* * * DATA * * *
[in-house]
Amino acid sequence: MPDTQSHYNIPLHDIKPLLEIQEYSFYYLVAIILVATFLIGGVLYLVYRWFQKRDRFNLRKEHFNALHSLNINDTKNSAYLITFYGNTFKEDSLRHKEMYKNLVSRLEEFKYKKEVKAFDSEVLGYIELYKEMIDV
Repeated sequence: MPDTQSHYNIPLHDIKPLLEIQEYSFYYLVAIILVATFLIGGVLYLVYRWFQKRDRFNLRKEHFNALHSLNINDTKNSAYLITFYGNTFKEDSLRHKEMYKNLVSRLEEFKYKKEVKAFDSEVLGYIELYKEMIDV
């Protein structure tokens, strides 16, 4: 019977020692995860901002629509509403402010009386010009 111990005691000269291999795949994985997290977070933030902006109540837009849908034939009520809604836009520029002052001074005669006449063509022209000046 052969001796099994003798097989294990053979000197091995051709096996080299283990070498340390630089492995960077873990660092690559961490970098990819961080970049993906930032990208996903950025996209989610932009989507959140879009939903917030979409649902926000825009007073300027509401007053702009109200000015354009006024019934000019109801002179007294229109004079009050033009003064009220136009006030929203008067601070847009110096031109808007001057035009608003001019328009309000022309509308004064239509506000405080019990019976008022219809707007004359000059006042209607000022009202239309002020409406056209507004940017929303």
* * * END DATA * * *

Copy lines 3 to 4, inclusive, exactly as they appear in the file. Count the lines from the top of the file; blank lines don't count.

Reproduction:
Repeated sequence: MPDTQSHYNIPLHDIKPLLEIQEYSFYYLVAIILVATFLIGGVLYLVYRWFQKRDRFNLRKEHFNALHSLNINDTKNSAYLITFYGNTFKEDSLRHKEMYKNLVSRLEEFKYKKEVKAFDSEVLGYIELYKEMIDV
């Protein structure tokens, strides 16, 4: 019977020692995860901002629509509403402010009386010009 111990005691000269291999795949994985997290977070933030902006109540837009849908034939009520809604836009520029002052001074005669006449063509022209000046 052969001796099994003798097989294990053979000197091995051709096996080299283990070498340390630089492995960077873990660092690559961490970098990819961080970049993906930032990208996903950025996209989610932009989507959140879009939903917030979409649902926000825009007073300027509401007053702009109200000015354009006024019934000019109801002179007294229109004079009050033009003064009220136009006030929203008067601070847009110096031109808007001057035009608003001019328009309000022309509308004064239509506000405080019990019976008022219809707007004359000059006042209607000022009202239309002020409406056209507004940017929303």